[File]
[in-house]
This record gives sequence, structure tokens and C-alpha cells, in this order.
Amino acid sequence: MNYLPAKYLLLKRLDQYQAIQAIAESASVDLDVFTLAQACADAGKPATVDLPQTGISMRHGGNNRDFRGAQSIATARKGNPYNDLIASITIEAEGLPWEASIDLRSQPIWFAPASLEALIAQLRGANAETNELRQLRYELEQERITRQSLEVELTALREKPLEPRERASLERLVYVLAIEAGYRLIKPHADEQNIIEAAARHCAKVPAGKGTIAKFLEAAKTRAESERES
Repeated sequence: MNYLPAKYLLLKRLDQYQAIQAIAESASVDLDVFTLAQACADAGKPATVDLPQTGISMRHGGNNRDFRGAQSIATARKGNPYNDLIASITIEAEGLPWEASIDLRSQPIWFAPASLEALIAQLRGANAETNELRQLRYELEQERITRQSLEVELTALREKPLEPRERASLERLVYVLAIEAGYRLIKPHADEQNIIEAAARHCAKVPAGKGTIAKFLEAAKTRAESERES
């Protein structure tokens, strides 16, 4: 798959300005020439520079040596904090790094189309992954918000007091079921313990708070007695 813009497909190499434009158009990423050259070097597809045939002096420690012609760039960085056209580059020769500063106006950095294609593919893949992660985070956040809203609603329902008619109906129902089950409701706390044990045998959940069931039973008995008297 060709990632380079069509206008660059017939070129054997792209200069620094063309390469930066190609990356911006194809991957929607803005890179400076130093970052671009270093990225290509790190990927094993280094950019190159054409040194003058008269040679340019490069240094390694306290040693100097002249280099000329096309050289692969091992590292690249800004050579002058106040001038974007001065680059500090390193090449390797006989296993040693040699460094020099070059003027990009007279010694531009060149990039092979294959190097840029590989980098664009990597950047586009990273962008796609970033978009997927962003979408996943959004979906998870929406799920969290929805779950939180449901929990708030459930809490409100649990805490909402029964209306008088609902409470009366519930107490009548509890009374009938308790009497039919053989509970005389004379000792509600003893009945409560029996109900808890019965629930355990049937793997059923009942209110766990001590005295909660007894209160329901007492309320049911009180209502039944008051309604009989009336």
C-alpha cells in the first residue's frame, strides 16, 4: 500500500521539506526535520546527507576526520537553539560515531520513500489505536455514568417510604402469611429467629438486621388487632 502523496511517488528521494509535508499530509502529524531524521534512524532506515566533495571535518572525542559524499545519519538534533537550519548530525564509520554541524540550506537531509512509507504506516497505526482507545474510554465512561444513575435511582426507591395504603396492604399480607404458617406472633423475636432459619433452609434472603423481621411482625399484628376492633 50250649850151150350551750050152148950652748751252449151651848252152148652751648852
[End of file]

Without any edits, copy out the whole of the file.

[in-house]
This record gives sequence, structure tokens and C-alpha cells, in this order.
Amino acid sequence: MNYLPAKYLLLKRLDQYQAIQAIAESASVDLDVFTLAQACADAGKPATVDLPQTGISMRHGGNNRDFRGAQSIATARKGNPYNDLIASITIEAEGLPWEASIDLRSQPIWFAPASLEALIAQLRGANAETNELRQLRYELEQERITRQSLEVELTALREKPLEPRERASLERLVYVLAIEAGYRLIKPHADEQNIIEAAARHCAKVPAGKGTIAKFLEAAKTRAESERES
Repeated sequence: MNYLPAKYLLLKRLDQYQAIQAIAESASVDLDVFTLAQACADAGKPATVDLPQTGISMRHGGNNRDFRGAQSIATARKGNPYNDLIASITIEAEGLPWEASIDLRSQPIWFAPASLEALIAQLRGANAETNELRQLRYELEQERITRQSLEVELTALREKPLEPRERASLERLVYVLAIEAGYRLIKPHADEQNIIEAAARHCAKVPAGKGTIAKFLEAAKTRAESERES
């Protein structure tokens, strides 16, 4: 798959300005020439520079040596904090790094189309992954918000007091079921313990708070007695 813009497909190499434009158009990423050259070097597809045939002096420690012609760039960085056209580059020769500063106006950095294609593919893949992660985070956040809203609603329902008619109906129902089950409701706390044990045998959940069931039973008995008297 060709990632380079069509206008660059017939070129054997792209200069620094063309390469930066190609990356911006194809991957929607803005890179400076130093970052671009270093990225290509790190990927094993280094950019190159054409040194003058008269040679340019490069240094390694306290040693100097002249280099000329096309050289692969091992590292690249800004050579002058106040001038974007001065680059500090390193090449390797006989296993040693040699460094020099070059003027990009007279010694531009060149990039092979294959190097840029590989980098664009990597950047586009990273962008796609970033978009997927962003979408996943959004979906998870929406799920969290929805779950939180449901929990708030459930809490409100649990805490909402029964209306008088609902409470009366519930107490009548509890009374009938308790009497039919053989509970005389004379000792509600003893009945409560029996109900808890019965629930355990049937793997059923009942209110766990001590005295909660007894209160329901007492309320049911009180209502039944008051309604009989009336």
C-alpha cells in the first residue's frame, strides 16, 4: 500500500521539506526535520546527507576526520537553539560515531520513500489505536455514568417510604402469611429467629438486621388487632 502523496511517488528521494509535508499530509502529524531524521534512524532506515566533495571535518572525542559524499545519519538534533537550519548530525564509520554541524540550506537531509512509507504506516497505526482507545474510554465512561444513575435511582426507591395504603396492604399480607404458617406472633423475636432459619433452609434472603423481621411482625399484628376492633 50250649850151150350551750050152148950652748751252449151651848252152148652751648852